RALEIGH — Some prescriptions cost a pretty penny, but seven eastern Wake County doctors will soon dispense a prescription that will cost patients nothing more than their time.
Doctors in Knightdale, Zebulon and Wendell and Advocates for Health in Action, or AHA, have partnered to launch “Rx for Exercise,” a pilot program that will prescribe patients doses of exercise if they are not getting enough.
“We’re engaging physicians to be partners in this project because it means so much more to people when their doctor tells them they’re not getting enough exercise,” said Michele McKinley, project coordinator for AHA.
Prescription pads will tell adults to get 30 minutes of exercise a day and children to get 60. Doctors will also pass out brochures on free or low-cost activities in eastern Wake County that will get the population moving.
“We are hoping to see more people in eastern Wake County being more active,” Mckinley said.
McKinley said Wake County is not unique in how many residents are overweight or obese.
“It’s happening all over the county and state and country,” she said. “There are more economic challenges in the eastern part of the county than other pockets, and there’s definitely a correlation there between socioeconomic status and health.”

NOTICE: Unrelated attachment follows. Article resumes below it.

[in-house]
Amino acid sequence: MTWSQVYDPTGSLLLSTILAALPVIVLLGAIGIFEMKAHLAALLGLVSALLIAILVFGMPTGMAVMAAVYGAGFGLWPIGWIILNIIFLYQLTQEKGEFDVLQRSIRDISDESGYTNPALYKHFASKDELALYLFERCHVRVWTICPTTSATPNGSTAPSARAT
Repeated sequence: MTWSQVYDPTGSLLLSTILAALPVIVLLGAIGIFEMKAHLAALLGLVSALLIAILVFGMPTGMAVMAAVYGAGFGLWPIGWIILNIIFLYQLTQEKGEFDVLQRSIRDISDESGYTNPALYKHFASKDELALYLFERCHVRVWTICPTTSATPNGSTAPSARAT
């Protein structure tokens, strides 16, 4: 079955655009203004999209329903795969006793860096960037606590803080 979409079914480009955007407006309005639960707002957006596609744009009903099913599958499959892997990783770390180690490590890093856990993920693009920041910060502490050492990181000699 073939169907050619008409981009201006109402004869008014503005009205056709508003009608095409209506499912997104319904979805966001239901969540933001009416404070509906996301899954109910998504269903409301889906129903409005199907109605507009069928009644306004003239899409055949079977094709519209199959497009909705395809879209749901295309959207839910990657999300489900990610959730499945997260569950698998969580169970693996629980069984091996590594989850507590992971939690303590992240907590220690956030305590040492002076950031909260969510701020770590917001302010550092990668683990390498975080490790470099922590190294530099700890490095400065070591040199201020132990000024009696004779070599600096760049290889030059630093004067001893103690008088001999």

AHA coordinates several projects in healthy eating and exercise by partnering with community groups. For this project, it has enlisted the help of town parks and recreational departments and local doctors to show residents where they can go to get free or low-cost exercise.
AHA has created brochures with the cooperation of each town’s parks and recreation department. They list various locations residents can go to be active and include parks, athletic fields, greenways and schedules of fitness classes.
Last summer, the Centers for Disease Control and Prevention reported obesity rates had slightly decreased in 19 states. North Carolina was not one of those states.
Obesity rates in Wake County are some of the highest in the state. Fifty-nine percent of adults in the county are overweight or obese. A third of 2- to 4-year olds, 43 percent of 5- to 11-year-olds and 49 percent of 12- to 18-year-olds are also overweight or obese.
Hankerson: 919-829-4826; Twitter: @easternwakenews